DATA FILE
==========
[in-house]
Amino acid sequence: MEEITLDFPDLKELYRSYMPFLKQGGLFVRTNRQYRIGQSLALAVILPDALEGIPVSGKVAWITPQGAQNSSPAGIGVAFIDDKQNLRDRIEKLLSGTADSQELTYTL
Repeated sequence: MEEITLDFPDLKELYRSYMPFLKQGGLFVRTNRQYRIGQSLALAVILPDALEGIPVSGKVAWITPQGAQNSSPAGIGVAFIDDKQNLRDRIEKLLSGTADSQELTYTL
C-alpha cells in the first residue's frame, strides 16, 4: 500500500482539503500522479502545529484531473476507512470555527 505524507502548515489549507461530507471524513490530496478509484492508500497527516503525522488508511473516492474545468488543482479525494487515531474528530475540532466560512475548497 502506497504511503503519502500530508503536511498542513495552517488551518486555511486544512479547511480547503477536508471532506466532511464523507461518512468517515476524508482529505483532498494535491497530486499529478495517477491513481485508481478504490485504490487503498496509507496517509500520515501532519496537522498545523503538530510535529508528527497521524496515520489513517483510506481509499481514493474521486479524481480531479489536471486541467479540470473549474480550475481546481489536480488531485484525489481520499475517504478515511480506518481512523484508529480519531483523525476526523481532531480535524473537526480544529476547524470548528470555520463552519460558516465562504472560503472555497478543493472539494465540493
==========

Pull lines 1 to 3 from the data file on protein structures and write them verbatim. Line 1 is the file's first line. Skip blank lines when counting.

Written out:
[in-house]
Amino acid sequence: MEEITLDFPDLKELYRSYMPFLKQGGLFVRTNRQYRIGQSLALAVILPDALEGIPVSGKVAWITPQGAQNSSPAGIGVAFIDDKQNLRDRIEKLLSGTADSQELTYTL
Repeated sequence: MEEITLDFPDLKELYRSYMPFLKQGGLFVRTNRQYRIGQSLALAVILPDALEGIPVSGKVAWITPQGAQNSSPAGIGVAFIDDKQNLRDRIEKLLSGTADSQELTYTL